Tuesday, February 24, 2015
Cold War Turns Hot?! Part II
Then came KAL 007. The Soviet shootdown of the Korean airliner on September 1, egregious error that it was, proved less damaging to U.S.-Soviet relations than Moscow's initial inclination to deny everything. Kremlin confusion increased because Yuri Andropov, sick with failing kidneys, had left Moscow for a Black Sea resort, his vacation becoming a convalescence. His absence from Moscow left various sectors of the Soviet apparat adrift. Washington was willing to fish in these troubled waters. Reagan's NSDD-102 declared that “Soviet brutality in this incident presents an opportunity to reverse the false moral and political ‘peacemaker’ perception that their regime has been cultivating.” There followed a series of acrimonious charges in Washington and Moscow, and the release of American recordings of radio chatter by the Soviet interceptor pilot and his controllers, which showed the fighter plane had fired without much thought for the target. Both sides alleged deception.
Don Oberdorfer, the distinguished diplomatic correspondent for The Washington Post, told an audience in 1993 that “Ronald Reagan was not the man I thought he was. It was a scary time from [my] perspective.” President Reagan had the Russians where he wanted them. He held the high ground in terms of propaganda and had determined to exploit the Soviet error in the KAL 007 incident. He had frightened Moscow with the Strategic Defense Initiative, had continued nuclear programs that posed dangers to Soviet nuclear forces, and had stood at the point of deploying Euromissiles that directly threatened Moscow's command-and-control centers and its political leadership. The question is: Had Reagan thought through the consequences?
According to Gromyko's memoir, at the Madrid meeting the Soviet foreign minister did not confine himself to a simple statement of the main problem. Rather, speaking “in the name of the Soviet leadership,” Gromyko went on, “The world situation is now slipping toward a very dangerous precipice. It is plain that the great responsibility for not allowing a nuclear catastrophe to occur must be borne by the U.S.S.R. and the U.S.A. together. In our opinion, the U.S.A. should reevaluate its policies, and the president and his administration should look at international affairs in a new way.”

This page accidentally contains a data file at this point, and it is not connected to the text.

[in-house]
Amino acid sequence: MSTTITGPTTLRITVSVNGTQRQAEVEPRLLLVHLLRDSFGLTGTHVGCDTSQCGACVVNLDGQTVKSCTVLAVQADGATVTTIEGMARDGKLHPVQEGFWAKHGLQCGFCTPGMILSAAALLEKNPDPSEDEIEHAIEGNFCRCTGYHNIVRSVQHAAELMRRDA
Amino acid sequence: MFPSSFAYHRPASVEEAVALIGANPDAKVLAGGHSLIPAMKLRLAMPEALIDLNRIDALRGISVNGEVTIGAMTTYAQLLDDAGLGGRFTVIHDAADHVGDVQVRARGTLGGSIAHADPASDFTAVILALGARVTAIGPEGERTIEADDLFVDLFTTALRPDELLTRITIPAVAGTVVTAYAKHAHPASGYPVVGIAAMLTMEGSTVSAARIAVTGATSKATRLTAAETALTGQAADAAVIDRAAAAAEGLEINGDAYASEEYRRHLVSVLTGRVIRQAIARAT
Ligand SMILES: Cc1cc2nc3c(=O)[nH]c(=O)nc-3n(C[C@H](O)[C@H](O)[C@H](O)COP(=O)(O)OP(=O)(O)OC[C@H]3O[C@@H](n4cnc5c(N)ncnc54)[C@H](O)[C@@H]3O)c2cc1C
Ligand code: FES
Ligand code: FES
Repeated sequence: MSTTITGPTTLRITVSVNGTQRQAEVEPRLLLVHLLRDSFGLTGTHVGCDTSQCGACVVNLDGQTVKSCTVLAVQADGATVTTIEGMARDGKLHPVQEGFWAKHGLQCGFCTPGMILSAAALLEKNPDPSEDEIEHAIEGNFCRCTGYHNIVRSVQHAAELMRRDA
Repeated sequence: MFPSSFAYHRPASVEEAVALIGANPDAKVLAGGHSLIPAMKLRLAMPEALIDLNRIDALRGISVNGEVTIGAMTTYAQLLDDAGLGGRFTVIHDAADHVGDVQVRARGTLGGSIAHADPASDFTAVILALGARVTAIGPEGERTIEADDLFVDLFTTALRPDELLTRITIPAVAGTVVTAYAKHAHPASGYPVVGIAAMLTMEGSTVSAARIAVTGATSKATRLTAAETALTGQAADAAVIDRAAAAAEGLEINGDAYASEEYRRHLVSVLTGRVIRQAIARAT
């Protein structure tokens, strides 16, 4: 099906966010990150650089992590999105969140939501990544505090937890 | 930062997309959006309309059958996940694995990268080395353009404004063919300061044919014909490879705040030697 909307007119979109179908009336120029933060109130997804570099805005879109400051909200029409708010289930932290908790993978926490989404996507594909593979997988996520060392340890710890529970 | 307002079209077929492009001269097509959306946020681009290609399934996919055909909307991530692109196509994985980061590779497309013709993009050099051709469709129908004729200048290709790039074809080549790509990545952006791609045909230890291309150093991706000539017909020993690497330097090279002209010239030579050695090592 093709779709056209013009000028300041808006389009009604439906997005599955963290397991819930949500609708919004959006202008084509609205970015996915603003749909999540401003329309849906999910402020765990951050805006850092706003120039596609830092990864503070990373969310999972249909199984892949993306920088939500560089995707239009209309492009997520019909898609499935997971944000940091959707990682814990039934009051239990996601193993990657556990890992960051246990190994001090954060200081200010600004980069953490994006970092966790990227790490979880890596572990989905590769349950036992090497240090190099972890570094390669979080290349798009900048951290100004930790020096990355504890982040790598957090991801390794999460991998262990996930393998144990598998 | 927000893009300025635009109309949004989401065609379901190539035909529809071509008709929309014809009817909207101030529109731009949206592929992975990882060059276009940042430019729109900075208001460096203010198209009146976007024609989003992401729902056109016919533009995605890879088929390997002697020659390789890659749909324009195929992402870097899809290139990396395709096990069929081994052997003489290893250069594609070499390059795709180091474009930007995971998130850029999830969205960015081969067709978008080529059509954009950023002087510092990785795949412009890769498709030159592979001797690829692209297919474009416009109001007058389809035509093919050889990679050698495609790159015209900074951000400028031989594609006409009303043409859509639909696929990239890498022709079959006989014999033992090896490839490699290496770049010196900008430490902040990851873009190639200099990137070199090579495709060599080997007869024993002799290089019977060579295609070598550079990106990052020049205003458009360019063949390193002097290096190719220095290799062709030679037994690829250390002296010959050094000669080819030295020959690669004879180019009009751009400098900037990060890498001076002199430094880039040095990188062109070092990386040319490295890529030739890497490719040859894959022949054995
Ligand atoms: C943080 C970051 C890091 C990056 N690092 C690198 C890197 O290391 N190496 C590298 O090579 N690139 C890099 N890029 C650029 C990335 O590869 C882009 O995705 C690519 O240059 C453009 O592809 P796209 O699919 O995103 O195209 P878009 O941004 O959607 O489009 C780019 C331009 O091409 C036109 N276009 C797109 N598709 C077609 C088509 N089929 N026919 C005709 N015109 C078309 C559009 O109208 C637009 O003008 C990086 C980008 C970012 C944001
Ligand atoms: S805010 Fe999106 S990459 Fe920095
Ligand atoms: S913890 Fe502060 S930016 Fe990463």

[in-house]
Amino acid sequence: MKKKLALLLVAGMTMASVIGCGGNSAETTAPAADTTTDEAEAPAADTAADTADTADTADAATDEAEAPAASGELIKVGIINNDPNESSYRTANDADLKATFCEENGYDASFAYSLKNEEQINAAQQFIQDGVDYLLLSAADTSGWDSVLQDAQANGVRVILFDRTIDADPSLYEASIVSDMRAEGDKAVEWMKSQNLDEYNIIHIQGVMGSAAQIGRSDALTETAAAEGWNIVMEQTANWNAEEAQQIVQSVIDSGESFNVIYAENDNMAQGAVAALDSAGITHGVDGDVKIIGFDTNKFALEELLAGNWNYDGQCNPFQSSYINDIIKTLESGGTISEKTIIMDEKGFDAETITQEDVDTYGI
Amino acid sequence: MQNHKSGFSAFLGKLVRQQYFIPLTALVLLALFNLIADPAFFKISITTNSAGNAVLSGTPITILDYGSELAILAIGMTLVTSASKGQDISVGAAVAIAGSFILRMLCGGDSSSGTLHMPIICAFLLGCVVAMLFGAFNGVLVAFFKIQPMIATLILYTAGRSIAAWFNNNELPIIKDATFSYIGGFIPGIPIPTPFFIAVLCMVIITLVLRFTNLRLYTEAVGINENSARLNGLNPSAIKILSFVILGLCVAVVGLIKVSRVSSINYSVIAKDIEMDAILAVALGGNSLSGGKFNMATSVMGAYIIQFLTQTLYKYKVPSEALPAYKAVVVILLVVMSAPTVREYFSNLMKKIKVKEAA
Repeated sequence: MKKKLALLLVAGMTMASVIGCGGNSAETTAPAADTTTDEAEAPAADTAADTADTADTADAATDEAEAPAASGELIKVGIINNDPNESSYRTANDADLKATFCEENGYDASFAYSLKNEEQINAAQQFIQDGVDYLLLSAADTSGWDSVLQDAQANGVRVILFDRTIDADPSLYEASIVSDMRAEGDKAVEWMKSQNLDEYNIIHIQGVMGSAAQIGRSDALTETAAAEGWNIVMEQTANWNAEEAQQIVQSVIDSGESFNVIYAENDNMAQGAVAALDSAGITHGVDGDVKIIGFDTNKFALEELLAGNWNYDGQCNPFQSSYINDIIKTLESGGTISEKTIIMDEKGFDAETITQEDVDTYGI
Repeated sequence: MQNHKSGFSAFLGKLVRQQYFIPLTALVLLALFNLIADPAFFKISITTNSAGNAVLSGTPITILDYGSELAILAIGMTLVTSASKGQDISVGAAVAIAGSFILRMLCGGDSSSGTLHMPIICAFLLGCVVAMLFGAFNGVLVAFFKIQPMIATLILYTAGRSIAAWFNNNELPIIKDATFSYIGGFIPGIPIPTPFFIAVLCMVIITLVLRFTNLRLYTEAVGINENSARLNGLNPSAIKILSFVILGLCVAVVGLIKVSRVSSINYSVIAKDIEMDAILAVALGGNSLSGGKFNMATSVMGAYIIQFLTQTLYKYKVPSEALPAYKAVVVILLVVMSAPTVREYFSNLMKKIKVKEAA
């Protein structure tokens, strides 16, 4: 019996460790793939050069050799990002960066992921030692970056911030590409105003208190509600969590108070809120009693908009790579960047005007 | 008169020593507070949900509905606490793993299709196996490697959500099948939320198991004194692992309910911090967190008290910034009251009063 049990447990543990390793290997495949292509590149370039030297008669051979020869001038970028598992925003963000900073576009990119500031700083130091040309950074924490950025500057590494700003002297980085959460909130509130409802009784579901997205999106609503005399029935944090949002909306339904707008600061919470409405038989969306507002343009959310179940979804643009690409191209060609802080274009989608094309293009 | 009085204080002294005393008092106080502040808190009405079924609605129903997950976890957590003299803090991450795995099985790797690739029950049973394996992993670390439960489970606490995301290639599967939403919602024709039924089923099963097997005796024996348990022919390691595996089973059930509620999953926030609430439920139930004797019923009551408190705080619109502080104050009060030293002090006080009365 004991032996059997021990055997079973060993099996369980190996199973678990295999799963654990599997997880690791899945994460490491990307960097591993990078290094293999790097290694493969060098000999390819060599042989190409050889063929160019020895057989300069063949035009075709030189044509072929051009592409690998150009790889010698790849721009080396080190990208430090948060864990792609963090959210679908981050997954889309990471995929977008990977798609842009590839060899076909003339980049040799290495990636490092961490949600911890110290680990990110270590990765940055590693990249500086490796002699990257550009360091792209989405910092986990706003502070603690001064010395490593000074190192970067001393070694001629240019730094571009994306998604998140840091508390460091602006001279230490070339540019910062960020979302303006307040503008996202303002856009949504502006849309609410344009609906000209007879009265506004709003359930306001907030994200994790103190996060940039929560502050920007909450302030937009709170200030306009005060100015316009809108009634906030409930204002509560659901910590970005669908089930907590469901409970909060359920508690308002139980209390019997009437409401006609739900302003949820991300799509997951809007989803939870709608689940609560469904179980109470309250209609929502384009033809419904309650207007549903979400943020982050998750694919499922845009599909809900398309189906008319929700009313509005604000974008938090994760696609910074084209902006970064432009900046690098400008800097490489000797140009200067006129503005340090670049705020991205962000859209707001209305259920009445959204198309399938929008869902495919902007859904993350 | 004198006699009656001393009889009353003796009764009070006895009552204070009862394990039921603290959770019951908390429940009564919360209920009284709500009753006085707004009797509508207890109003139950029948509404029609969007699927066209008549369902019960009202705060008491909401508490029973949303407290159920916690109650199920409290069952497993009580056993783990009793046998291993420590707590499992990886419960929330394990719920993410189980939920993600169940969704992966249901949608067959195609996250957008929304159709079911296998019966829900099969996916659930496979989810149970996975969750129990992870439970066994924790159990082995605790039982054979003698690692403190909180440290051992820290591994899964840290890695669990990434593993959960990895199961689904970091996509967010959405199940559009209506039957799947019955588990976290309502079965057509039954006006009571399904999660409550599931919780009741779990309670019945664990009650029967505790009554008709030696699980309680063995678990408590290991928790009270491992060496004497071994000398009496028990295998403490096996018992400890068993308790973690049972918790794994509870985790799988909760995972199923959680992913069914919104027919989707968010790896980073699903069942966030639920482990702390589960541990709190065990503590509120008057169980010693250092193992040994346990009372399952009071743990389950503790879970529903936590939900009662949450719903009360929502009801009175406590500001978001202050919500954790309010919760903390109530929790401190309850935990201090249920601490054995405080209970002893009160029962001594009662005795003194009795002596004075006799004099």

No one on the American side took the point. The Russians were evil, had massacred innocent passengers, and so on. A number of senior Soviet officials, from Georgi Arbatov to Ambassador Anatoly Dobrynin, Moscow's man in Washington, would later agree that the KAL shootdown was a blunder. But Dobrynin would also observe that Washington's criticisms were “hasty and dangerous accusations,” and there can be no doubt that the Soviet leadership as a whole felt the same way. Though sophisticated Russians figured the checks built into the American political system minimized the risk of an unprovoked first strike against the Soviet Union, that never became a uniform belief. Yuri Andropov himself, according to Dobrynin, stood as a “probable exception” (my italics) to the view that “an attack could take place unexpectedly at any moment, like Hitler's attack on the Soviet Union, or the Japanese attack on Pearl Harbor in 1941.” Ominously, in the Soviet system, only Andropov's hand rested on the nuclear button.
As it had been when he was director, the KGB remained responsive to Andropov's moods. Operation RYAN was in full swing. In mid-June 1983, just prior to leaving for what became his sickbed, Andropov remarked that there had been an “unprecedented sharpening of the struggle” between East and West.